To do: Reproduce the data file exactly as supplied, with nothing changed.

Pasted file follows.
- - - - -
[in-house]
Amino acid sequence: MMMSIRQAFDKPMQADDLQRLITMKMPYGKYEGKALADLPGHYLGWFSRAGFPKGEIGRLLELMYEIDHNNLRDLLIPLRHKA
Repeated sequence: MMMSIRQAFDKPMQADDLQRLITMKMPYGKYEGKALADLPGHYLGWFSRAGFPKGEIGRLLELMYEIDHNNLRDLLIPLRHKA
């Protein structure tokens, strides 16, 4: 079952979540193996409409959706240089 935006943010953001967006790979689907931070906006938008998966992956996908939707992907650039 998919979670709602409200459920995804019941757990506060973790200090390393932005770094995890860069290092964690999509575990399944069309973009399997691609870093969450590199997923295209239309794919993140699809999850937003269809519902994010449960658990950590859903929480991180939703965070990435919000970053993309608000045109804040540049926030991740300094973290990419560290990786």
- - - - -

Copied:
[in-house]
Amino acid sequence: MMMSIRQAFDKPMQADDLQRLITMKMPYGKYEGKALADLPGHYLGWFSRAGFPKGEIGRLLELMYEIDHNNLRDLLIPLRHKA
Repeated sequence: MMMSIRQAFDKPMQADDLQRLITMKMPYGKYEGKALADLPGHYLGWFSRAGFPKGEIGRLLELMYEIDHNNLRDLLIPLRHKA
């Protein structure tokens, strides 16, 4: 079952979540193996409409959706240089 935006943010953001967006790979689907931070906006938008998966992956996908939707992907650039 998919979670709602409200459920995804019941757990506060973790200090390393932005770094995890860069290092964690999509575990399944069309973009399997691609870093969450590199997923295209239309794919993140699809999850937003269809519902994010449960658990950590859903929480991180939703965070990435919000970053993309608000045109804040540049926030991740300094973290990419560290990786």